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Going positive
Adventures in Parenting
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I’m just dying to attend a funeral where the deceased is eulogized as a "no good scoundrel who deserves to be headed six feet under."

Okay, I’m only joking; especially since this very well could be my own eulogy. But, seriously, isn’t it interesting how we seem to learn more about the virtues of a dearly departed in the half hour it takes the minister to speak than in all that person’s many years of living?

This kinda reminds me of how many of us parent. I’m guilty. Too often, I speak of my children using a negative voice. The kind and loving remarks, many times, are eclipsed by the gripes and complaints about non-compliance and flat out disobedience. You should hear me, I’m embarrassed to say. On any given day, I’m quick to pick up the phone, ringing my mom to tell her about the deviant ways of her grandchildren and how they’re simply driving me crazy. I excitedly offer colorful details of their offenses, not missing a single detail of the boys’ shenanigans and unbecoming personality traits. My mom is complicit as she encourages my negativity and usually sums up her thoughts with: "I don’t know how y’all deal with these kids today!"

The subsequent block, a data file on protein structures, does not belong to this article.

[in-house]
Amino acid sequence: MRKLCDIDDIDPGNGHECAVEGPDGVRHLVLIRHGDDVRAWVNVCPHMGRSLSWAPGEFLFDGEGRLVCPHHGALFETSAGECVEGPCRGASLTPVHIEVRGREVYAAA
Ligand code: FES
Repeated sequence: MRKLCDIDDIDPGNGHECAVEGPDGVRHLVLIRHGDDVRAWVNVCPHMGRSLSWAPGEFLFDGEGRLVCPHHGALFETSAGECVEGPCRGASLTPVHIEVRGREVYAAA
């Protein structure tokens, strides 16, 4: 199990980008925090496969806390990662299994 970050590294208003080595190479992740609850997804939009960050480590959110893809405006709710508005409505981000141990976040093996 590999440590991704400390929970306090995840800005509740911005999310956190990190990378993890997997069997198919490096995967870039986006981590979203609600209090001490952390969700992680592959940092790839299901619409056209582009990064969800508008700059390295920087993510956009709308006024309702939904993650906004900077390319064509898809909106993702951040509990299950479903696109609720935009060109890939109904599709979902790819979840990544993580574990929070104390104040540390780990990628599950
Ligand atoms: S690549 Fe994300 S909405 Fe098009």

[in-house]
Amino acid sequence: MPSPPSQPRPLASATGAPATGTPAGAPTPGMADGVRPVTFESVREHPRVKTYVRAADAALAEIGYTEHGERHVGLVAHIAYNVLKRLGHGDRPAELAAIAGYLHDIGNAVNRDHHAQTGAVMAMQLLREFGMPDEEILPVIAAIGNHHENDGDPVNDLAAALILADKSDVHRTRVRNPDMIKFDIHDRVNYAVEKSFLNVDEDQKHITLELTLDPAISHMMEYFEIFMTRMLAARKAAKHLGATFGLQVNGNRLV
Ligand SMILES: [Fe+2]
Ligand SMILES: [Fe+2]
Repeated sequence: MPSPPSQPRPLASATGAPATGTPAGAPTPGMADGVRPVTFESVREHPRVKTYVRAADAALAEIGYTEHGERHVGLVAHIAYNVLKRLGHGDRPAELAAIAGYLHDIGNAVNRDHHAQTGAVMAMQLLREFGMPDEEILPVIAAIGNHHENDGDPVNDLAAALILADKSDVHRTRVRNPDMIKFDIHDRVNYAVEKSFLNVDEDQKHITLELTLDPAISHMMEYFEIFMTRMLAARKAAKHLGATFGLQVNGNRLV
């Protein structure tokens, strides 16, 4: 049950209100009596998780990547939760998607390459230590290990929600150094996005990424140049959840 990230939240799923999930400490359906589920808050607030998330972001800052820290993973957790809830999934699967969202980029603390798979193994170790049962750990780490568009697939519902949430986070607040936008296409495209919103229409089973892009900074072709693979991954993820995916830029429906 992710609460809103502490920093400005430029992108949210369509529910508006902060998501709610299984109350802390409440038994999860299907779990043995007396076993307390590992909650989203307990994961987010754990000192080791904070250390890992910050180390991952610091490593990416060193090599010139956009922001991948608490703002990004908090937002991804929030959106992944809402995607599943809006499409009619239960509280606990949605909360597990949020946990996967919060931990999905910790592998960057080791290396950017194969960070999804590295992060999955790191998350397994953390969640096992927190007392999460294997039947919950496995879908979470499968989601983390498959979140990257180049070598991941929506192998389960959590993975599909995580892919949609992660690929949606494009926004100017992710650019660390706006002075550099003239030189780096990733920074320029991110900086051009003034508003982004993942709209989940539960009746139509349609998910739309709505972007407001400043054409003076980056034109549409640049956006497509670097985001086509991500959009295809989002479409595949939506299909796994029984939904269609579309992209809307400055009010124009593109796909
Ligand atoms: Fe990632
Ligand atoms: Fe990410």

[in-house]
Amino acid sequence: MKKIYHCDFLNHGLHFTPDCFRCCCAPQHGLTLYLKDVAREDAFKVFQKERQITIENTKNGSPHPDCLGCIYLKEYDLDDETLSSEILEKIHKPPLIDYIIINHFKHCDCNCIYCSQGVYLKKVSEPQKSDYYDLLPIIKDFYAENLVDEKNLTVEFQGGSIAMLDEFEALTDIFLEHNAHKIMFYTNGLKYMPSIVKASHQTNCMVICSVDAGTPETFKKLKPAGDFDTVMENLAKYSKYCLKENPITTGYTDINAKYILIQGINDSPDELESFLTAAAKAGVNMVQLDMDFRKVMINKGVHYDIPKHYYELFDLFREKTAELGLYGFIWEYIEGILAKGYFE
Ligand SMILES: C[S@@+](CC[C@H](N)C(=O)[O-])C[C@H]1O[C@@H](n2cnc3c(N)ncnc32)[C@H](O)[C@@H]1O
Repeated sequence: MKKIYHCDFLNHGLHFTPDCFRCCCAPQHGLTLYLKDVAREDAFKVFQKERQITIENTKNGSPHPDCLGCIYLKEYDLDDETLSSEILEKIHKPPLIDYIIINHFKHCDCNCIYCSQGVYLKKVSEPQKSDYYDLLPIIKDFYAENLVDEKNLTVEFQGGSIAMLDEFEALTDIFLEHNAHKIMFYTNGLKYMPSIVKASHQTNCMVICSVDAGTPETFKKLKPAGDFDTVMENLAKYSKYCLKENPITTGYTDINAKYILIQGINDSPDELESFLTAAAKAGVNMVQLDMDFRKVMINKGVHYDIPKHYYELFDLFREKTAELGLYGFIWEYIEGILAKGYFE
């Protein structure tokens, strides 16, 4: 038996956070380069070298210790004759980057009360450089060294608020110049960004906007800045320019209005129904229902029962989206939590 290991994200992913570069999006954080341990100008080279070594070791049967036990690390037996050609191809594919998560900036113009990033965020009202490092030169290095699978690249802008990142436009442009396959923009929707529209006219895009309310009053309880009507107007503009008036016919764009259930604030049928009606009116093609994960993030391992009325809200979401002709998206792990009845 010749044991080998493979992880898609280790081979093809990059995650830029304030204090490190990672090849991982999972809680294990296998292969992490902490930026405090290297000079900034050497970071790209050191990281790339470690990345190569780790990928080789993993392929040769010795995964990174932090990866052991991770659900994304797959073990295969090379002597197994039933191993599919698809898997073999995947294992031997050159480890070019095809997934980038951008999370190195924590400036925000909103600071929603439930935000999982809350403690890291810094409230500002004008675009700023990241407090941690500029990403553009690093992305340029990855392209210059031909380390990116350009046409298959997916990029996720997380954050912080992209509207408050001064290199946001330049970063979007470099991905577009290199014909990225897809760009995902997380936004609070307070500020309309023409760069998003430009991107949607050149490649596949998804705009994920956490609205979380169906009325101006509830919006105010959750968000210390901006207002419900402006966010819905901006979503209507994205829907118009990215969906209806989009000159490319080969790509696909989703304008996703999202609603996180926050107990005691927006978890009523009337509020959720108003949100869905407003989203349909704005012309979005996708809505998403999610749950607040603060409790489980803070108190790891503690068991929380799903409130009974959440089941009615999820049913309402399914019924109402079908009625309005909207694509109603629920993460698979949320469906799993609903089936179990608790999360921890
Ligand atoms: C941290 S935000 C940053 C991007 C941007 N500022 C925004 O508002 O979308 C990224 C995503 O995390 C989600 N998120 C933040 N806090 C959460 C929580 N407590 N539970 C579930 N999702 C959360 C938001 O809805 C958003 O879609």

Ranting about the boys, ashamedly, is such a comfortable activity for me. Yet, the truth is, both my mom and I know that I am mother to three wonderfully fantastic boys. And, in fairness to me, I do speak about their positive qualities and the honor they bring to our family—only not nearly enough.

Parenting expert Bob Lancer recommends focusing on your child’s gifts, strengths and talents 95% of the time and "going negative 5%." This not only builds a kid’s self esteem, but healthier parent-child relationships. The 95% rule is a benchmark for us all and reminder that people should hear about all the incredibly inspiring traits of our children while they’re alive and well.